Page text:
They just hated the way the country was changing. Many of them had lost out economically because of the changes, and they were all very angry. As American film-maker and social commentator Michael Moore predicted, Donald Trump has ridden to power on the back of the biggest “Fuck You” vote in history.
It was driven by the same rage that fuelled the Brexit vote in Britain last June, and it was equally heedless of consequences. Pro-Brexit British voters were more obsessed by immigration and Trump voters were more upset about jobs going abroad, but white working-class males provided the core support in both cases and the basic message was the same: “Stop the world. I want to get off.”
Populists like Boris Johnson in England and Donald Trump in the United States are just exploiting those emotions, but they are barking up the wrong tree. The basic change that is leaving so many people feeling marginalised and unhappy is not immigration or globalisation. Those scapegoats are popular mainly because you can imagine doing something to solve the problem: close the doors to immigrants, rip up the free trade deals.
But the real change is automation: computers and robots are eating up most of the jobs. Seven million American factory jobs have disappeared since 1979, but American factory production has doubled in the same time. The United States is still the world’s second largest manufacturer, behind only China.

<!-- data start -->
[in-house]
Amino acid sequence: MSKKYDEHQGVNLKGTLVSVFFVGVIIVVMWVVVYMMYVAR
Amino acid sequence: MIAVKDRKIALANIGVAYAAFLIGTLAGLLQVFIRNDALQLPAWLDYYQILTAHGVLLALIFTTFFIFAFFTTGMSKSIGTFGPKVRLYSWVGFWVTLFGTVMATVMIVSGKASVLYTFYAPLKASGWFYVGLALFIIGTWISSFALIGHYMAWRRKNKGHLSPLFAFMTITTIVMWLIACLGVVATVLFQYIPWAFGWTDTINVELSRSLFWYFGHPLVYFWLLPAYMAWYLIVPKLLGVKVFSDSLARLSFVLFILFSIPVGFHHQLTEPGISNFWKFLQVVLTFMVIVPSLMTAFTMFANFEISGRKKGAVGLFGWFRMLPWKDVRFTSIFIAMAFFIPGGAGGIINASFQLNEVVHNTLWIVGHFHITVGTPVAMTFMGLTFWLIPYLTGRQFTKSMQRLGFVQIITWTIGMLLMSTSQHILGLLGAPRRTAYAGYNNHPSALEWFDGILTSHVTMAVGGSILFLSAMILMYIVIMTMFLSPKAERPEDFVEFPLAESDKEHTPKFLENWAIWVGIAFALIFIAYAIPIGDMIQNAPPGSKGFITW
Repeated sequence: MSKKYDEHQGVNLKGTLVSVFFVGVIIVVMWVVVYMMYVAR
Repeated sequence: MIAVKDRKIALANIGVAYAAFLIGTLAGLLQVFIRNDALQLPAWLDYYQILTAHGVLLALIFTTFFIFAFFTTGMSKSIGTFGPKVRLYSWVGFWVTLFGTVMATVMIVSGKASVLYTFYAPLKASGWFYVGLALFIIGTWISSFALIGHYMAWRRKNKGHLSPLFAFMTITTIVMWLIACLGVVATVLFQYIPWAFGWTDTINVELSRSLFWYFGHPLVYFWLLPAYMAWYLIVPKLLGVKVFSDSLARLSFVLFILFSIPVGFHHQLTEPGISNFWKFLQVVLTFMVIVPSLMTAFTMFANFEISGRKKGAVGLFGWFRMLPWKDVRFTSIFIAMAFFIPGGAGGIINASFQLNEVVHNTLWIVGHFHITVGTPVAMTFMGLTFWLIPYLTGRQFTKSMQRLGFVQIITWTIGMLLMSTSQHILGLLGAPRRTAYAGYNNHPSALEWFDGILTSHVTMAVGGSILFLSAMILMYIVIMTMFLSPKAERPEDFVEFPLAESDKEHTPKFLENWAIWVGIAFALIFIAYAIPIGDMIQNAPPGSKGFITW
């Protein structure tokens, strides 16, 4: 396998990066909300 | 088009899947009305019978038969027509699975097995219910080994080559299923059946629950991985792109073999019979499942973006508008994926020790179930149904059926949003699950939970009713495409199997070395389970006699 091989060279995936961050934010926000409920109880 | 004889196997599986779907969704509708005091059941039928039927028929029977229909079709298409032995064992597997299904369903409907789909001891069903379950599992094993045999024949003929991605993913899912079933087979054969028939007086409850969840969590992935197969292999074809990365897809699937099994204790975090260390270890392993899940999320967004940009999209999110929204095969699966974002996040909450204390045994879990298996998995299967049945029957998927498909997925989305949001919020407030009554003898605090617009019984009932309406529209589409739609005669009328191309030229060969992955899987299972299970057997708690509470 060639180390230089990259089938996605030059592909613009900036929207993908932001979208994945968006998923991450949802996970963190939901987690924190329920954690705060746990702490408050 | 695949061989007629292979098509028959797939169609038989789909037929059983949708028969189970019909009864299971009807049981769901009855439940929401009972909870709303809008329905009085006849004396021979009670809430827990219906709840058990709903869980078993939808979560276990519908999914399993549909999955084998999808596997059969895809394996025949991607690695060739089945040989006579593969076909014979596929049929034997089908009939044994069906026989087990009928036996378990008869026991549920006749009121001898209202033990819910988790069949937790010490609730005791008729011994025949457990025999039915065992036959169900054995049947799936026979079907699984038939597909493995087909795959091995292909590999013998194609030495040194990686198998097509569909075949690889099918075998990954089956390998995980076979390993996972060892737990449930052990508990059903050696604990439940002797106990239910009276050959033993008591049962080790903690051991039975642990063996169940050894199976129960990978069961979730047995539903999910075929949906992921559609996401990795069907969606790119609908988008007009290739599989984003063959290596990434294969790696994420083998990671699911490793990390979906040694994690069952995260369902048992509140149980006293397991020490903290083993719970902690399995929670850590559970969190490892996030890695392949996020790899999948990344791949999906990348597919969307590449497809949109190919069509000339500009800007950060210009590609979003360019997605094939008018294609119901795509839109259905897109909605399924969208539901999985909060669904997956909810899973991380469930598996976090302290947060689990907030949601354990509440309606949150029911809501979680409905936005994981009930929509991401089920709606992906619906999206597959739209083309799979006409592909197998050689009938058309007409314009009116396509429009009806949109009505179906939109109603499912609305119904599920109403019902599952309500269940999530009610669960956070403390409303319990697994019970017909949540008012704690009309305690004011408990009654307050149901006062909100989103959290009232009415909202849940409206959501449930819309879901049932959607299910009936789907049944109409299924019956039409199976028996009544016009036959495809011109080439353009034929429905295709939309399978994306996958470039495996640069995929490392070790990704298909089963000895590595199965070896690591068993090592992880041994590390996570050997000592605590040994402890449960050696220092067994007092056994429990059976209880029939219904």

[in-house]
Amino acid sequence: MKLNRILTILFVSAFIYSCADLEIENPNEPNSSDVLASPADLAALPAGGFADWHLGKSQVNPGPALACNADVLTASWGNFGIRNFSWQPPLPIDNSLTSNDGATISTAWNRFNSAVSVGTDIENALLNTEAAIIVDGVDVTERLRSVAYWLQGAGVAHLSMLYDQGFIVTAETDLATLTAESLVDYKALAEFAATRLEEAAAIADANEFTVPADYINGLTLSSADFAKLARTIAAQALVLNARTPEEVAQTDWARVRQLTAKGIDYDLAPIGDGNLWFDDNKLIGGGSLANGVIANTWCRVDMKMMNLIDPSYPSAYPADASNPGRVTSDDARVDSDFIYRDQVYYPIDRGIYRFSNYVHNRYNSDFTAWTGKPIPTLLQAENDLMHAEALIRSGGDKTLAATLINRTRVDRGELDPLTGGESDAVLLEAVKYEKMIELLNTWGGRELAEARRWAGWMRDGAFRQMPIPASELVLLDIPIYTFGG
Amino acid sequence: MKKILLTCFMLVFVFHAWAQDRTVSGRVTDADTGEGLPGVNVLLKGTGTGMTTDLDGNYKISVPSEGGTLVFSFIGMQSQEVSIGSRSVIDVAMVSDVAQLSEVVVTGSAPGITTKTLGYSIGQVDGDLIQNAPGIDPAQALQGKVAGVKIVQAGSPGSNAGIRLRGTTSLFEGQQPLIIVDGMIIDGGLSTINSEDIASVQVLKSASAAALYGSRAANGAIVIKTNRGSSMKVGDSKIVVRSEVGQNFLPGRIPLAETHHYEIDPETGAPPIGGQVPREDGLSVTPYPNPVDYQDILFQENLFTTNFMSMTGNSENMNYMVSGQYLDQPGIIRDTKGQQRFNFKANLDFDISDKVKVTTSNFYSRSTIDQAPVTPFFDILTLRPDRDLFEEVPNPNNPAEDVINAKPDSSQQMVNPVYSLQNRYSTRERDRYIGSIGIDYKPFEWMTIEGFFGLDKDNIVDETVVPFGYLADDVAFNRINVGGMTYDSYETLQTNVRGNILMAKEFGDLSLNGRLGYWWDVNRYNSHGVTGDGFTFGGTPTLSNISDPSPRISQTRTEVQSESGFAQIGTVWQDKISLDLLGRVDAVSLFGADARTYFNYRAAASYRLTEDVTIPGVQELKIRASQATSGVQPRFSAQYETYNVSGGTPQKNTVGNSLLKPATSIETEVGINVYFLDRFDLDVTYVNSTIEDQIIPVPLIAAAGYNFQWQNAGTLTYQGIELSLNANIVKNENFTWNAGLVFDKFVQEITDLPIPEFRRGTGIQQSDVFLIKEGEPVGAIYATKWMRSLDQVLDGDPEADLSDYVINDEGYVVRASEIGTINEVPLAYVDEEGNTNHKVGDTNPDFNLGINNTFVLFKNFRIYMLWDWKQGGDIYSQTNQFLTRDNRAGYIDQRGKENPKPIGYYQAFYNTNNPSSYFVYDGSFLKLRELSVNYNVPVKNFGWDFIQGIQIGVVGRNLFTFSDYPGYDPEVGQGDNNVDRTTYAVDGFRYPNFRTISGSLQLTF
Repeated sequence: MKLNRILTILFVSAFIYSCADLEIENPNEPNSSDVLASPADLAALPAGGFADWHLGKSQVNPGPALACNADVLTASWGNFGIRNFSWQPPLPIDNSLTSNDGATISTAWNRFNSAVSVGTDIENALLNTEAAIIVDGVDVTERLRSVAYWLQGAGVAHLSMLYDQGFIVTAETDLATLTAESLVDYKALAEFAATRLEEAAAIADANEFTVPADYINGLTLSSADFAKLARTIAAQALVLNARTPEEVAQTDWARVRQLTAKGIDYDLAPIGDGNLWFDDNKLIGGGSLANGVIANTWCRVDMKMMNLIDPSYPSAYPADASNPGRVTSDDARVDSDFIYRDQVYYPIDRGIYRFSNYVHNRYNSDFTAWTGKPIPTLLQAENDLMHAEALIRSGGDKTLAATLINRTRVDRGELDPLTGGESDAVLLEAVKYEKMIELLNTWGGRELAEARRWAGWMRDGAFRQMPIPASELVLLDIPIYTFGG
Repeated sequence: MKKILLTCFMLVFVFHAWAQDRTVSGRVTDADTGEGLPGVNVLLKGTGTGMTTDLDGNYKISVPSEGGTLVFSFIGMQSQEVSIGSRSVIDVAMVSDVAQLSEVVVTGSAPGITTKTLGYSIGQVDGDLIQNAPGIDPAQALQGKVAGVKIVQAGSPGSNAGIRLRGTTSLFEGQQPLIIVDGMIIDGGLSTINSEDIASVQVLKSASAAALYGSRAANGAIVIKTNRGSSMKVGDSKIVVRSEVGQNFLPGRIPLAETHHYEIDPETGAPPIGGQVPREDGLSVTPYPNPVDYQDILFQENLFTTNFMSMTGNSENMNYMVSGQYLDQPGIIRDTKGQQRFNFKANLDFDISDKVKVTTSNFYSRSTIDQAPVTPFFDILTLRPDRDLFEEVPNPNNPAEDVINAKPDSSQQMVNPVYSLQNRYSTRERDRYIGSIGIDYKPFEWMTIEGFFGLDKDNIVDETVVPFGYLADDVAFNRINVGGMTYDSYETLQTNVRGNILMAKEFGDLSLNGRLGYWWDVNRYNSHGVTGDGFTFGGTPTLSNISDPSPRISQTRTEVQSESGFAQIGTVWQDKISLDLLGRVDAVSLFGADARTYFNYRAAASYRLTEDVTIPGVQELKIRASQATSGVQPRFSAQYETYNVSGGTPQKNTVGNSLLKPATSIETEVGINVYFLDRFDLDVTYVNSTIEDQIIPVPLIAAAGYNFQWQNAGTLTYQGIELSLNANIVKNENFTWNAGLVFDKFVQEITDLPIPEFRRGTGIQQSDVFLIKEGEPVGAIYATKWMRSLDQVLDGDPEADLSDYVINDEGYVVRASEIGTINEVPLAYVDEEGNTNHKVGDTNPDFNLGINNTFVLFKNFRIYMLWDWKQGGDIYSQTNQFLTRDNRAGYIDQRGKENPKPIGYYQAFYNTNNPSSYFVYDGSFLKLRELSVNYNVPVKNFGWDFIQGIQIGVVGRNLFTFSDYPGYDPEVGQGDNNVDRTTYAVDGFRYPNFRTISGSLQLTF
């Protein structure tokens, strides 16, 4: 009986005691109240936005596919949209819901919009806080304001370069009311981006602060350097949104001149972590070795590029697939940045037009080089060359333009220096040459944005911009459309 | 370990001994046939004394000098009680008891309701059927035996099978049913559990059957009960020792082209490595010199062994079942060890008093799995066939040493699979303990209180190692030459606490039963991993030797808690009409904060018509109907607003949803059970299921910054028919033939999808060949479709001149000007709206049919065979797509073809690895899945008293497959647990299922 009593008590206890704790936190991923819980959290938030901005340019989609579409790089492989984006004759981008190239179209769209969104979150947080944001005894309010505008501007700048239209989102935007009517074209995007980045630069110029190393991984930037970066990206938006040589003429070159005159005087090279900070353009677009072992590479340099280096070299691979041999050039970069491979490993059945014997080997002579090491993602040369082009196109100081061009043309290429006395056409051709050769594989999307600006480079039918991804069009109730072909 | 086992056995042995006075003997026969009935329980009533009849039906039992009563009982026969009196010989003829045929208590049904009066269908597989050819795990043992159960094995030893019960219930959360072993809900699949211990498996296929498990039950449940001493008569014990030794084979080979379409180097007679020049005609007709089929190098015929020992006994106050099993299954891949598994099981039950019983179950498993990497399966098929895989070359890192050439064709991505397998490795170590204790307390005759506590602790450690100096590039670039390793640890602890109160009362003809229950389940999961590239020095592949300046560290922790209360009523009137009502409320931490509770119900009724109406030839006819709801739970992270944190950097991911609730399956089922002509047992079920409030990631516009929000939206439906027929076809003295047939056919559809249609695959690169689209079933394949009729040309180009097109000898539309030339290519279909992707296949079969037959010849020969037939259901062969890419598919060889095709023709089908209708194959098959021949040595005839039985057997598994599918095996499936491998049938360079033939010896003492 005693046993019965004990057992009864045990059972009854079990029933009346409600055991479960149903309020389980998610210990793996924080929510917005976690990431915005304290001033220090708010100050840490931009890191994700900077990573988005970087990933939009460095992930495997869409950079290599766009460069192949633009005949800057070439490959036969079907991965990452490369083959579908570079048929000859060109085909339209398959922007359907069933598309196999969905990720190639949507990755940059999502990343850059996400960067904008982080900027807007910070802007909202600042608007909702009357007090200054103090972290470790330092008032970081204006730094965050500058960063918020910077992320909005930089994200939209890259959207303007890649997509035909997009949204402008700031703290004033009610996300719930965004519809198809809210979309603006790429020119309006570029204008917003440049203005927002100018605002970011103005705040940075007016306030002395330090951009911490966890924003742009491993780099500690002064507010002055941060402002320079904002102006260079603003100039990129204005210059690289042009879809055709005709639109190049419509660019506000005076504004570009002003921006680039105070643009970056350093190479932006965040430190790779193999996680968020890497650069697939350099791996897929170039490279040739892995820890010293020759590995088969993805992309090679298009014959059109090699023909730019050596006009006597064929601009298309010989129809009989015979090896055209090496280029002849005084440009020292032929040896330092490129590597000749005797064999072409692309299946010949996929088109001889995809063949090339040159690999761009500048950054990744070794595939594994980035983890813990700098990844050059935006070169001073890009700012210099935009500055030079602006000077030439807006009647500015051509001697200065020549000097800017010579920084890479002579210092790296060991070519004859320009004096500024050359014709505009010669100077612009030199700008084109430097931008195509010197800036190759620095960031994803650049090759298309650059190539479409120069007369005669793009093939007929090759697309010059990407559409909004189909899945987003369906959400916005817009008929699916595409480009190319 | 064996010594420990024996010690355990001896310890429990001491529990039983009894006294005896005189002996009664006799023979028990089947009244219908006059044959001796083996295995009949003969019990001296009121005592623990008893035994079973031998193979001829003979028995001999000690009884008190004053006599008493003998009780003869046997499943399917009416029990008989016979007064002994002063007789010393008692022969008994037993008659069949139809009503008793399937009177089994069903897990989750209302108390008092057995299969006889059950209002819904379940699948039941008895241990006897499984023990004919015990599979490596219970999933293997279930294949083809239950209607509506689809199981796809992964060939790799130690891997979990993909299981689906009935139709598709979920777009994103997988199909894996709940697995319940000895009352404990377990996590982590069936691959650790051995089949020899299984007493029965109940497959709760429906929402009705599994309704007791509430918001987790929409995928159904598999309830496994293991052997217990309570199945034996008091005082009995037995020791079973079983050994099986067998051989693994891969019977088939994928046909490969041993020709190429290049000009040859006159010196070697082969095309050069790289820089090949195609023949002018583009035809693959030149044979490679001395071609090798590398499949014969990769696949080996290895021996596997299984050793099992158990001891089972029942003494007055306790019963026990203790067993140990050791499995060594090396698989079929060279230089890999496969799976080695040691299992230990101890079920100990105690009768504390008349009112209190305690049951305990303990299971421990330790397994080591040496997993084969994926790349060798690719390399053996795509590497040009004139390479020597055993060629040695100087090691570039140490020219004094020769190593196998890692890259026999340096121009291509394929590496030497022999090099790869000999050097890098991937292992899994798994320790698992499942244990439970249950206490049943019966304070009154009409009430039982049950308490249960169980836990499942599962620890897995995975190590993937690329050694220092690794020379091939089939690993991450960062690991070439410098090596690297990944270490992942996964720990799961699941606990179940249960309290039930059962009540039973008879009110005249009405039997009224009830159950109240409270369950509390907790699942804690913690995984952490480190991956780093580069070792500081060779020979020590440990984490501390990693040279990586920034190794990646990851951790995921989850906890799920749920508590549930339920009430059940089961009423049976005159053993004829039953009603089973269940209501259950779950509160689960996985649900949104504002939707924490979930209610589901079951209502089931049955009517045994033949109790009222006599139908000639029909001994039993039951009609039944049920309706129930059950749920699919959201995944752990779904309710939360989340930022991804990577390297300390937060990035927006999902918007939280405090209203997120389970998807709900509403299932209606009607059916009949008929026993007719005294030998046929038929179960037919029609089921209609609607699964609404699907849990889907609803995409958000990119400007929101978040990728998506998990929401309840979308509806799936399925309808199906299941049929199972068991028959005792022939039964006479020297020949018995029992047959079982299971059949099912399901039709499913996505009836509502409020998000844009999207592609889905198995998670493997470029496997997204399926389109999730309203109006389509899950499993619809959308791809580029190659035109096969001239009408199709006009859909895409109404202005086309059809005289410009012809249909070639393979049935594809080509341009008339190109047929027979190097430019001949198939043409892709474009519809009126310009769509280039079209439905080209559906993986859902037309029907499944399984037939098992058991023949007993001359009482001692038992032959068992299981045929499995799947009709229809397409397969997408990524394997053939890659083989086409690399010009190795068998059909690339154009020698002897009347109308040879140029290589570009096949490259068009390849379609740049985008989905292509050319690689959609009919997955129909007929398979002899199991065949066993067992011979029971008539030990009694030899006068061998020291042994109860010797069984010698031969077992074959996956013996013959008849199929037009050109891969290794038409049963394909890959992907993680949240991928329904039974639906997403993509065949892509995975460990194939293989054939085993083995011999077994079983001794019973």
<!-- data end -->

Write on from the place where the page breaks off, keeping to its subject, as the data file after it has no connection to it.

So the populists can go on baying at the moon for a while, but sooner or later we will have to recognise that this is unstoppable change and start figuring out how to live with it. In particular, we will have to figure out how a large proportion of the people in developed countries can still have self-respect and a decent living standard when there are no jobs for them.
To shorten to 725 words, omit paragraphs 5 and 6. (“He’s not…there”)
The chief source of new problems is solutions to old problems. The ammonia that we used in domestic fridges as a coolant in the early 20th century was poisonous if it leaked, so in the 1930s we replaced it with chlorofluorocarbons (CFCs), which you can breathe all day without harm. Problem solved.
Unfortunately, it turned out that CFCs, when they leaked, eventually rose into the stratosphere where they began destroying ozone. The ozone layer is the only thing protecting us from the Sun’s harmful ultraviolet radiation, so countries responded quickly in the 1980s when scientists discovered a spreading “ozone hole” over the Antarctic.
In only a few years the world’s nations negotiated the Montreal Protocol of 1987, which mandated the elimination of CFCs from all industrial processes by 1996. The deadline was met, and the latest projection is that the ozone layer will recover to 1980 levels between 2050 and 2070. Problem solved.
Unfortunately, the CFCs were replaced in most fridges and air-conditioning units by hydrofluorocarbons (HFCs). They don’t hurt the ozone, but they are very powerful warming agents – 10,000 times more powerful than the same volume of carbon dioxide – when they escape into the atmosphere.
Global warming was not seen as an urgent threat in the 1980s, so the negotiators were not much concerned by that. If the warming turned out to be a major problem, it could be dealt with later. But it did turn out to be a major problem, and later is now.